It is by turns aloof and affectionate, serene and savage, endearing and exasperating. Despite its mercurial nature, however, the house cat is the most popular pet in the world. A third of American households have feline members, and more than 600 million cats live among humans worldwide. Yet as familiar as these creatures are, a complete understanding of their origins has proved elusive. Whereas other once wild animals were domesticated for their milk, meat, wool or servile labor, cats contribute virtually nothing in the way of sustenance or work to human endeavor.
The evolution of the cat species known today is commonly traced down to the earliest domesticated ‘cult animal’, in ancient Egypt. However, recent research reveals that the lines of descent narrow down to five species of self-domesticated African Wildcats. The earliest records on the Felis silvestris lybica order date back to nearly 8000 BC, in the Orient. The domestic cat that we are familiar with was first classified by Carolus Linnaeus as Felis catus. This classification appeared in the 1758 publication ‘Systema Naturae’, authored by him. Subsequent research revealed that domestic cats are con-specific with the wildcat species. This commonality led to the 1777 classification by Schreber, under the name ‘Felis silvestris’.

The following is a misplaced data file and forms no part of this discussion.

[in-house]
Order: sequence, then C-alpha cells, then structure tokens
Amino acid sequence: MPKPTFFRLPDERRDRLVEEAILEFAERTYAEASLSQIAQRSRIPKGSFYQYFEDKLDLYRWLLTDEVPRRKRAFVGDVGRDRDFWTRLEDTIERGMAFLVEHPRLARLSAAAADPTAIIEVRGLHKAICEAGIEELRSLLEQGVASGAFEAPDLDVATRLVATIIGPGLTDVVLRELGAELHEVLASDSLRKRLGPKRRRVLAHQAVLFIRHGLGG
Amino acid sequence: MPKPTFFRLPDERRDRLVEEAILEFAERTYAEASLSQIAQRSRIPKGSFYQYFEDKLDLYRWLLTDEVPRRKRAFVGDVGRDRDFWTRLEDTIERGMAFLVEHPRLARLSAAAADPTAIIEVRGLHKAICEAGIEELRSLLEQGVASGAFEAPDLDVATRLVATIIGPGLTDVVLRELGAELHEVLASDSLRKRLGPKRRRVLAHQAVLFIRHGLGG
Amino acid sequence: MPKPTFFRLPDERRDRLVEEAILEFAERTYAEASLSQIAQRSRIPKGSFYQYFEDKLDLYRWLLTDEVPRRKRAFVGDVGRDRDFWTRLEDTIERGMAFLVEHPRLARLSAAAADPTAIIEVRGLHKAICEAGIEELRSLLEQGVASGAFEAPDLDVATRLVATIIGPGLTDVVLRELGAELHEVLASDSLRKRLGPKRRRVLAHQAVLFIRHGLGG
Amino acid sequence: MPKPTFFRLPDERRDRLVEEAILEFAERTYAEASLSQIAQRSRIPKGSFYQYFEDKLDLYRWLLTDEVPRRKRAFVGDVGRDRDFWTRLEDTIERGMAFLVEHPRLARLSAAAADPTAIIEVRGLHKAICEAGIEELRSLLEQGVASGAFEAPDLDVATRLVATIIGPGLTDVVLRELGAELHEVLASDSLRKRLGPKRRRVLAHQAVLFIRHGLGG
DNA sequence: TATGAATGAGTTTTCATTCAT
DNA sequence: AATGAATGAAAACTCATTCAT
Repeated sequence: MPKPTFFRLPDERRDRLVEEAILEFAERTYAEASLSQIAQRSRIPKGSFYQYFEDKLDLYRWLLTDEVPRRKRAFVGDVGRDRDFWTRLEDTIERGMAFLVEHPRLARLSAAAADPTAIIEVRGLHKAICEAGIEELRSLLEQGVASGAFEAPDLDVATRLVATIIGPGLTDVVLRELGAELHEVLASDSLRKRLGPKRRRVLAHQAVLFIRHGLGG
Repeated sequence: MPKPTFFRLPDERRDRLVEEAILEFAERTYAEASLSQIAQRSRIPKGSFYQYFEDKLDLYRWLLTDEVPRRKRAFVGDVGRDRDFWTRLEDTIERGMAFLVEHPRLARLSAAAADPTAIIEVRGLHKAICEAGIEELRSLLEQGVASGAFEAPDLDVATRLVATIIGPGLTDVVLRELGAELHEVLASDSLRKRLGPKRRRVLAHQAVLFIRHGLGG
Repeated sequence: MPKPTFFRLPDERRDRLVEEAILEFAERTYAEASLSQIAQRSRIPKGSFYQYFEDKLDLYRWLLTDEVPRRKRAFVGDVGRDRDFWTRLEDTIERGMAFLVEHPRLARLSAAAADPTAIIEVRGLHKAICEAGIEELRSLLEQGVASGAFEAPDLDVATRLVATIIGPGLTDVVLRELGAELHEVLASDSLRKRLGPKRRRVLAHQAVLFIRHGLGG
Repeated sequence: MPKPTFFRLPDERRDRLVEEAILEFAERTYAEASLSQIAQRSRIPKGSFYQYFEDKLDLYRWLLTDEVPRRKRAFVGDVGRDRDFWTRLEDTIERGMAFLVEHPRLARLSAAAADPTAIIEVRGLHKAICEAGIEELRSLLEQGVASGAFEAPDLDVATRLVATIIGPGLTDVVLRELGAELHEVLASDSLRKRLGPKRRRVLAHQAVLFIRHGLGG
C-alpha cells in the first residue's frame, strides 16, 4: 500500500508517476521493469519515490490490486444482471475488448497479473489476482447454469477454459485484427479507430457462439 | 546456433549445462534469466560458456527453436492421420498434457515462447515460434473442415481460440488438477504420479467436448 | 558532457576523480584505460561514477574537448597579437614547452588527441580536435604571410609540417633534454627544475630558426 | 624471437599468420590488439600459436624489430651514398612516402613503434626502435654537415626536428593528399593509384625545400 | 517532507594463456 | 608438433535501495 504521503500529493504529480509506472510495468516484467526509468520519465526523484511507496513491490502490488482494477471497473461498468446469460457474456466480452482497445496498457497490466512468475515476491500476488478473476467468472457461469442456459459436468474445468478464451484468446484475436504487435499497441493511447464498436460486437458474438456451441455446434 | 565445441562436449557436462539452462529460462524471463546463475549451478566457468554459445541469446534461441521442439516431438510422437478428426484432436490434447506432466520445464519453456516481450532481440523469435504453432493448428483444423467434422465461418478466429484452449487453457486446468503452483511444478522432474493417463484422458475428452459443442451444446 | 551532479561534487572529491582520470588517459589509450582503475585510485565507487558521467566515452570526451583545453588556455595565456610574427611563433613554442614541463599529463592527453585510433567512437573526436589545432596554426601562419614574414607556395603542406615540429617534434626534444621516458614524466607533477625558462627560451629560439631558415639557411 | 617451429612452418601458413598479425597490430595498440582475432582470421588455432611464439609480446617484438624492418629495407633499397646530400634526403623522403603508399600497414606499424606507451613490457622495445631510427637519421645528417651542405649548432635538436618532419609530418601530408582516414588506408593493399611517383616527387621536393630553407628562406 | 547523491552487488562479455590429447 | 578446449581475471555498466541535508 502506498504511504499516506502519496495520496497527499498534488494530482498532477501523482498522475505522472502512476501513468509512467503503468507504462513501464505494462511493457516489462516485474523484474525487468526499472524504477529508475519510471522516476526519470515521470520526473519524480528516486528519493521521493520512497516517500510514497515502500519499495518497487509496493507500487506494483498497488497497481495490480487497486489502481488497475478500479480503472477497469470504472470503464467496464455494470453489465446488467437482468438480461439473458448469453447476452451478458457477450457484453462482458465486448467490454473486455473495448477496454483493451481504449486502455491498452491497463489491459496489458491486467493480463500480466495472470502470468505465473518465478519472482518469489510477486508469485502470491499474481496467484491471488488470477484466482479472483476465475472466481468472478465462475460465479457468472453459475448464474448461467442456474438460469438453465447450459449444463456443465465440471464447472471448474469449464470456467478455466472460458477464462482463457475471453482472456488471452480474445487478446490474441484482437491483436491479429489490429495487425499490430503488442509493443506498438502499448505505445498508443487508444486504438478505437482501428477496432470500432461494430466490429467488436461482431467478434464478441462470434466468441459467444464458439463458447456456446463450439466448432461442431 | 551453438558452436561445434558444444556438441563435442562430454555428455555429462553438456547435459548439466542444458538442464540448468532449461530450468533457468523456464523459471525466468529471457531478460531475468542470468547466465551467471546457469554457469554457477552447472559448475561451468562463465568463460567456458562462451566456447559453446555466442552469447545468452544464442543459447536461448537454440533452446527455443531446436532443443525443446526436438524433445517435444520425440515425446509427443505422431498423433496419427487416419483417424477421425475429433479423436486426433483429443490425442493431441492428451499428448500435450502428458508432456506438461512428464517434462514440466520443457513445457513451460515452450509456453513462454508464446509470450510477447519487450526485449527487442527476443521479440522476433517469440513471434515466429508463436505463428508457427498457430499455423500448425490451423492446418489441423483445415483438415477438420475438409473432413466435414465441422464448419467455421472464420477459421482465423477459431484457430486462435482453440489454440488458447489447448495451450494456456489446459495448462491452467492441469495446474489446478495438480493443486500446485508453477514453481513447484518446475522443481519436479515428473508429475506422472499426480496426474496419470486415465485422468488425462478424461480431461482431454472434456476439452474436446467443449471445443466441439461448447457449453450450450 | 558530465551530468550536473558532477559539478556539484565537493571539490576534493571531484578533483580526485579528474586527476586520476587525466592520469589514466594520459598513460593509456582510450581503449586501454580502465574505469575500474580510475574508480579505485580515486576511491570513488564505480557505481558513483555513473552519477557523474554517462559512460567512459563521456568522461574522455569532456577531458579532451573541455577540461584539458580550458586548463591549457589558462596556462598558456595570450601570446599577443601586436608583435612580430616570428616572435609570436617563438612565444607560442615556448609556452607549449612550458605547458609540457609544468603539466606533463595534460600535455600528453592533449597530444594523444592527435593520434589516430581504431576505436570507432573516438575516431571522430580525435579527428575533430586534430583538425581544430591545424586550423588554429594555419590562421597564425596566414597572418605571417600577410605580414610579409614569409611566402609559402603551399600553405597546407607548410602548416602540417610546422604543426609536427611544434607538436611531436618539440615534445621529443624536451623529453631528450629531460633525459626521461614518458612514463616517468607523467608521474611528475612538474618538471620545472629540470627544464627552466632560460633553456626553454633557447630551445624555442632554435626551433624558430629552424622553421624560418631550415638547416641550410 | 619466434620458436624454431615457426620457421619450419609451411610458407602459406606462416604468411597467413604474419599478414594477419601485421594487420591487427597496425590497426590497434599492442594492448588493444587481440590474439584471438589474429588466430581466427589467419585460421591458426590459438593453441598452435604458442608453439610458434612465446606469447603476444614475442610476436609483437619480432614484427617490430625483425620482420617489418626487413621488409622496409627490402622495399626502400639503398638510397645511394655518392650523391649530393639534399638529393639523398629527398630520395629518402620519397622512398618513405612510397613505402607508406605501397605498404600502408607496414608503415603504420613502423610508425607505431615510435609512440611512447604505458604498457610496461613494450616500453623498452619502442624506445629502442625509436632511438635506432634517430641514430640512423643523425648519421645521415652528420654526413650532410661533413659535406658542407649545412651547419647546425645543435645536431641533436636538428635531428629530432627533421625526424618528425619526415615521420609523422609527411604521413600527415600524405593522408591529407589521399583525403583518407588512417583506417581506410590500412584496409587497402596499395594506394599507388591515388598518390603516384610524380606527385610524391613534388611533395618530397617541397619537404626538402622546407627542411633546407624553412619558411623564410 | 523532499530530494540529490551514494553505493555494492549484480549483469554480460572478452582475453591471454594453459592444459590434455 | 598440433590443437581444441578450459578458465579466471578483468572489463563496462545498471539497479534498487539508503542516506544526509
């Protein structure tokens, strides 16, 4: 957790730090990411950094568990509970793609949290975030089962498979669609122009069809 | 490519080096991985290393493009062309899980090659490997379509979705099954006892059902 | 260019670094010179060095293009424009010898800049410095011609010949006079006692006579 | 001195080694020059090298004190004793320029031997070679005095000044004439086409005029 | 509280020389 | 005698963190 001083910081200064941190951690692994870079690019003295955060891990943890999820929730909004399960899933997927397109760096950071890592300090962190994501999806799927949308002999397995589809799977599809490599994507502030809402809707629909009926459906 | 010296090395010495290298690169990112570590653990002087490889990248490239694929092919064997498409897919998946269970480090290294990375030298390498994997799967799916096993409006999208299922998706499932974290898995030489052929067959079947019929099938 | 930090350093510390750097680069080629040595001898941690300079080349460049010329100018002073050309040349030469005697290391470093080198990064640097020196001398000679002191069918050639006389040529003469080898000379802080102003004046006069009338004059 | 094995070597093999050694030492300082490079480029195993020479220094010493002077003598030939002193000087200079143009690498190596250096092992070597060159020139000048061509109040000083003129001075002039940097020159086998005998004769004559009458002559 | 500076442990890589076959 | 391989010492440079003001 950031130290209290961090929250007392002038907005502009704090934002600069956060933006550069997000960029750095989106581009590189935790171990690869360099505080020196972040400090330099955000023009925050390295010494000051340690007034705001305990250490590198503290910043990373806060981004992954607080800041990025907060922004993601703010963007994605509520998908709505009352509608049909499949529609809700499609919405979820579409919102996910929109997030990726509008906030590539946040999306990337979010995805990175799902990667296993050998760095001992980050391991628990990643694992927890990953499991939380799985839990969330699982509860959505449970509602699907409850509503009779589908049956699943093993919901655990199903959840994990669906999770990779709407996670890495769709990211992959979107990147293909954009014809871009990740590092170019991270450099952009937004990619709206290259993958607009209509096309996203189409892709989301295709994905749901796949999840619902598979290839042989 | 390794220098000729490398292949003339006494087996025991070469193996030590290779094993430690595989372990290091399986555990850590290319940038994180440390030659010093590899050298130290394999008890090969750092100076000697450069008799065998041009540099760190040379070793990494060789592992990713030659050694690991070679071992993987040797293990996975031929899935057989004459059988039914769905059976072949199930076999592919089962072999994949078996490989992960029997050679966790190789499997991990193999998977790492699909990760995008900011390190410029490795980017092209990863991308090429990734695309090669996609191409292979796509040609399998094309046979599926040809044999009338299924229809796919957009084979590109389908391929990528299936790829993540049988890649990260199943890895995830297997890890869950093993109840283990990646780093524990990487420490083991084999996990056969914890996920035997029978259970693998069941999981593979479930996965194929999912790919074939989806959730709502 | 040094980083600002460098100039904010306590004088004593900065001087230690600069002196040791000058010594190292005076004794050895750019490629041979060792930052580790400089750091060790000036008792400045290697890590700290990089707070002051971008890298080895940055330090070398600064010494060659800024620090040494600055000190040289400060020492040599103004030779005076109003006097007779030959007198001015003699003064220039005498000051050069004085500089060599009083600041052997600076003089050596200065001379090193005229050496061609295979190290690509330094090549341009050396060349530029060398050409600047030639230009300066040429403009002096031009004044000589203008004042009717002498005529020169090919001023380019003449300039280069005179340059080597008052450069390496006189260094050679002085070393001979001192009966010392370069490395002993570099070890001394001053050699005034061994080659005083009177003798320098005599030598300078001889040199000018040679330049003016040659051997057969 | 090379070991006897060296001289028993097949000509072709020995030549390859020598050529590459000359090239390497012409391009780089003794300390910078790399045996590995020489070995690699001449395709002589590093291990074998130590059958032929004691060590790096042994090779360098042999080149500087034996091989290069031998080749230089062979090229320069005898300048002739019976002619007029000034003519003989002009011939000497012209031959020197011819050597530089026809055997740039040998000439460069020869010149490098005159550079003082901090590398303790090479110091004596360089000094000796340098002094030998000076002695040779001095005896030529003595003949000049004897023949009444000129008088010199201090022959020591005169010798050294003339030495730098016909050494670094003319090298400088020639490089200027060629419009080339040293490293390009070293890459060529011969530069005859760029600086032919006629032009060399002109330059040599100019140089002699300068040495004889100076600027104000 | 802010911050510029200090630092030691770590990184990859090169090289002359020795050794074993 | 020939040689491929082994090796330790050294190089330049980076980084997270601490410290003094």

The characteristics of the cat—a relatively asocial nature, territoriality, a requirement for a meat-based diet, and a lack of usefulness to humans—suggest that domestication was the cats’ idea. Researchers into cat evolution speculate that it began when African Wildcats (which, despite their name, were present in the Near East) began to live near human settlements. Their motivation was the abundance of rodents that were taking advantage of grain stores, a result of the new technology of agriculture.
As anyone familiar with cats can tell you, the scenario of humans somehow forcing cats to perform this service is unlikely—cats likely began this behavior on their own. Another probable attractor was garbage from human settlements.